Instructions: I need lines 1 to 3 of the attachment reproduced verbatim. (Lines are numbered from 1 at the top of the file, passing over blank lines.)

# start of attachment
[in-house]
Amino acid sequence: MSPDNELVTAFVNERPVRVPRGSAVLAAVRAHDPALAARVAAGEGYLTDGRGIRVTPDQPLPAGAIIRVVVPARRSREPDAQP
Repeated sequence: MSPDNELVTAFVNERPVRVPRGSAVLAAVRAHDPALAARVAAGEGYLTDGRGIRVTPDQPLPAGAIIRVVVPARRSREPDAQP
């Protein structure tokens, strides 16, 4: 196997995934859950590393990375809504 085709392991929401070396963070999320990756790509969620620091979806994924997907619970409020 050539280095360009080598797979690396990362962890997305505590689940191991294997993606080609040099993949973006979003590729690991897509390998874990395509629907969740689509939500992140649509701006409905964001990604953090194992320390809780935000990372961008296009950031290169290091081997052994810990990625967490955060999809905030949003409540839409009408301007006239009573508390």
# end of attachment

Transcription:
[in-house]
Amino acid sequence: MSPDNELVTAFVNERPVRVPRGSAVLAAVRAHDPALAARVAAGEGYLTDGRGIRVTPDQPLPAGAIIRVVVPARRSREPDAQP
Repeated sequence: MSPDNELVTAFVNERPVRVPRGSAVLAAVRAHDPALAARVAAGEGYLTDGRGIRVTPDQPLPAGAIIRVVVPARRSREPDAQP